Author Topic: oast vs dehydrator  (Read 2987 times)

Offline james_cornell

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oast vs dehydrator
« on: August 27, 2015, 09:27:32 PM »
So this is my first year growing hops and the results have been pretty fantastic.  My hops are ready to harvest and I built an oast using window screens, 2x4s, and a box fan but a friend just offered to let me use a dehydrator.

From what I've read the lower the temperature the better and the lowest setting on the dehydrator is 95 while the oast would sit in a room temperature of probably the upper 60s but would also take significantly longer than a dehydrator.

So I am looking for opinions on which I should use and why?

Offline b-hoppy

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Re: oast vs dehydrator
« Reply #1 on: August 28, 2015, 06:04:18 AM »
I think either way you'll be fine and highly doubt that at 95F you'll cause any appreciable damage to them but they'll finish drying up a little quicker.  If I  had the option I'd dry half of them with the dehydrator and the other half with the fan to see for yourself!

Offline denny

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Re: oast vs dehydrator
« Reply #2 on: August 28, 2015, 04:23:49 PM »
Commercially, hops are dried at 120-130F.  The faster the better as long as they don't get too hot.  I get far superior results using a dehydrator set to those temps than drying them more slowly.
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Offline pete b

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Re: oast vs dehydrator
« Reply #3 on: August 28, 2015, 06:08:05 PM »
I've always done the screen and fan method but plan on trying my dehydrator this year. the room its in will smell amazing!
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Offline denny

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Re: oast vs dehydrator
« Reply #4 on: August 28, 2015, 06:45:58 PM »
I'll be at Hop Union next week so I'll try to nail down the temp the growers use.
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Offline Joe Sr.

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Re: oast vs dehydrator
« Reply #5 on: August 28, 2015, 08:34:26 PM »
I picked a bunch of hops over the last couple days from plants growing at my sister in laws place. I'm drying them on screens.

The first batch dried smells vegetal and not so much like hops unless you break open a cone.

Am I doing something wrong?


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Offline b-hoppy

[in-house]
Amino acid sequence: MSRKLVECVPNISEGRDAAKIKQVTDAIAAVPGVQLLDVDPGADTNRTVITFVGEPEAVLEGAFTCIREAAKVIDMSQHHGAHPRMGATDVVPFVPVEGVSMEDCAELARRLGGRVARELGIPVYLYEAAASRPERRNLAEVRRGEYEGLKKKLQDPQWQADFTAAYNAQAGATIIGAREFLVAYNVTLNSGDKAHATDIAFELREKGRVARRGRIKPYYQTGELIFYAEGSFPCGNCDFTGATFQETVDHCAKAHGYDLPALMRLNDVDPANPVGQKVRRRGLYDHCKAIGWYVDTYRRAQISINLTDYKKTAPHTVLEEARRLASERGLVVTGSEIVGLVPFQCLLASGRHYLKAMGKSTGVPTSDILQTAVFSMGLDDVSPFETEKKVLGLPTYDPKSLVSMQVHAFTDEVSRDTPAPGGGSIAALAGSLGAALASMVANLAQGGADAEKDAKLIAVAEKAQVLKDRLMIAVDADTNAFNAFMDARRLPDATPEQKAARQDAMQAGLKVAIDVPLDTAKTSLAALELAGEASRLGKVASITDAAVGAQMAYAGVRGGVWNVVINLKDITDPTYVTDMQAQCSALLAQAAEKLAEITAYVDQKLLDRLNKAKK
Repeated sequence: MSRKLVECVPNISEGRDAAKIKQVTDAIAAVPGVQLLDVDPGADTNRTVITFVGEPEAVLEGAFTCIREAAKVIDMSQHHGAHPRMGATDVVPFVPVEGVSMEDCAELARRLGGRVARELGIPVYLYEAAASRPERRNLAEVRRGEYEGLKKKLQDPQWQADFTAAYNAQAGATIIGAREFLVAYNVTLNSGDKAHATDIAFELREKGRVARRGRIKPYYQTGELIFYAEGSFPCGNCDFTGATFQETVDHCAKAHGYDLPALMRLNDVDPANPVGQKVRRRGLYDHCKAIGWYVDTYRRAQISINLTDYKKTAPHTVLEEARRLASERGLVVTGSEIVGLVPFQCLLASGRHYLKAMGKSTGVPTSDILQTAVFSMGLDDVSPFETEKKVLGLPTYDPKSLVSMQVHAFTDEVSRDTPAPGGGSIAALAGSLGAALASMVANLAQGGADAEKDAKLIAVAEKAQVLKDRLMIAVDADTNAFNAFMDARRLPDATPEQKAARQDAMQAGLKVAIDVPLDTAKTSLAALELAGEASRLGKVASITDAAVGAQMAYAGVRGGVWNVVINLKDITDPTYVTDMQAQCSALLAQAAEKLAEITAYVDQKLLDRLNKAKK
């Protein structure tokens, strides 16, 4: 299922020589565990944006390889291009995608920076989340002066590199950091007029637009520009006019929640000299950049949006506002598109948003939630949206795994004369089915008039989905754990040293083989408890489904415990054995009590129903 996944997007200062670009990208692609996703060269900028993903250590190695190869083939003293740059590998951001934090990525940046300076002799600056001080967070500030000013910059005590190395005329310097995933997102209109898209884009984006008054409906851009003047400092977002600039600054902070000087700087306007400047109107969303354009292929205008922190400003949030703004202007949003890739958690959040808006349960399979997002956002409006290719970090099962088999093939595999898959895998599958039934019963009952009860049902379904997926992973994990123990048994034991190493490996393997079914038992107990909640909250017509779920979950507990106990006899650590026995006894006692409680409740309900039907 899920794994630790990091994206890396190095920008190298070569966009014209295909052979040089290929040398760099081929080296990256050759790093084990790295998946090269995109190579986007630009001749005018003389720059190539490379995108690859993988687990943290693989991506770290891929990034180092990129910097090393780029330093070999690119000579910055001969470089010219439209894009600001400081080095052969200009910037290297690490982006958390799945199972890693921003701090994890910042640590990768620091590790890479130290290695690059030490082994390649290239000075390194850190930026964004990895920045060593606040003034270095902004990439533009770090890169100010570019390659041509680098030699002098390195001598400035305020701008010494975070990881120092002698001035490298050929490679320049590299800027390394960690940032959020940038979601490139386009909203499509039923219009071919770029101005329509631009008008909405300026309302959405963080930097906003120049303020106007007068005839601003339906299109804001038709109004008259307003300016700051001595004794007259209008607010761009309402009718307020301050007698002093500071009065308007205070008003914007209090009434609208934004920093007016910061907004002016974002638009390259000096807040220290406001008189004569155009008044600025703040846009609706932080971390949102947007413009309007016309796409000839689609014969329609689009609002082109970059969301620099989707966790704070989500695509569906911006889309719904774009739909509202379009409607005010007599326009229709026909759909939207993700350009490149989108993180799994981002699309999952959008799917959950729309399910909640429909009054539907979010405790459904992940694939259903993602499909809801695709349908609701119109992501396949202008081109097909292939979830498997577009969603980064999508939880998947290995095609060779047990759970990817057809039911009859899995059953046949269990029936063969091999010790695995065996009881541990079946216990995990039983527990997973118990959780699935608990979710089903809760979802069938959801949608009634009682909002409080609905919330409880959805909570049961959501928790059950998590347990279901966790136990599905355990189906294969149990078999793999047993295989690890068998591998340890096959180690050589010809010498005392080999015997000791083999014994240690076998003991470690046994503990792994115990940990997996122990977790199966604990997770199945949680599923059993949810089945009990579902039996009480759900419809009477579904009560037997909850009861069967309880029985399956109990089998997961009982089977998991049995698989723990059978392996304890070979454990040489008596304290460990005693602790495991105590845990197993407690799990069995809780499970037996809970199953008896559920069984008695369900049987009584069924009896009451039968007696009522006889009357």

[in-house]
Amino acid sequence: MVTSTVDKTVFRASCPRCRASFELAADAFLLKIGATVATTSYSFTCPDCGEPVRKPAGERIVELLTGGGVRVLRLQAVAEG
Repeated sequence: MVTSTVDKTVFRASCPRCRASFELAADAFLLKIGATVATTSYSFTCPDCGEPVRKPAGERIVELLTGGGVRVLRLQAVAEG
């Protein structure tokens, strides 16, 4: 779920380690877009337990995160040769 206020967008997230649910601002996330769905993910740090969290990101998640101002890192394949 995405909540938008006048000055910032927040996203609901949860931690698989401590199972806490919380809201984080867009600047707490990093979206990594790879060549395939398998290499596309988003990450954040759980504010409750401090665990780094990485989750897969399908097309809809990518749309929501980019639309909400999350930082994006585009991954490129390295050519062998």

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Re: oast vs dehydrator
« Reply #6 on: August 28, 2015, 10:41:42 PM »
Breaking the cones open and rubbing/sniffing is the way to do it.  If the lupulin glands are in tact (unbroken), you really shouldn't smell a whole lot.  Mash them up in between your hands and you'll get a good idea of what they hold.

Offline narvin

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Re: oast vs dehydrator
« Reply #7 on: August 29, 2015, 12:16:46 AM »
I picked a bunch of hops over the last couple days from plants growing at my sister in laws place. I'm drying them on screens.

The first batch dried smells vegetal and not so much like hops unless you break open a cone.

Am I doing something wrong?


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Did you pick them too early?  What do they look and feel like?
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Offline b-hoppy

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Re: oast vs dehydrator
« Reply #8 on: August 29, 2015, 05:00:31 AM »
Commercially, hops are dried at 120-130F.  The faster the better as long as they don't get too hot.  I get far superior results using a dehydrator set to those temps than drying them more slowly.

Denny, at the event out there earlier in August, I think I remember hearing  Perrault Farms mention they were at about 135F and a grower down near Woodburn, OR said they were trying to stay around 130F.  It's hard for them to go any lower due to the increased time it takes to get them dried coupled with the additional acreage that has to be dried.  Adding drying capacity is a really hefty investment but it'll have to be done if acreage continues to increase like it has recently.  http://www.mbaa.com/meetings/archive/2013/proceedings/Pages/44.aspx

Offline Joe Sr.

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Re: oast vs dehydrator
« Reply #9 on: August 29, 2015, 03:50:10 PM »

I picked a bunch of hops over the last couple days from plants growing at my sister in laws place. I'm drying them on screens.

The first batch dried smells vegetal and not so much like hops unless you break open a cone.

Am I doing something wrong?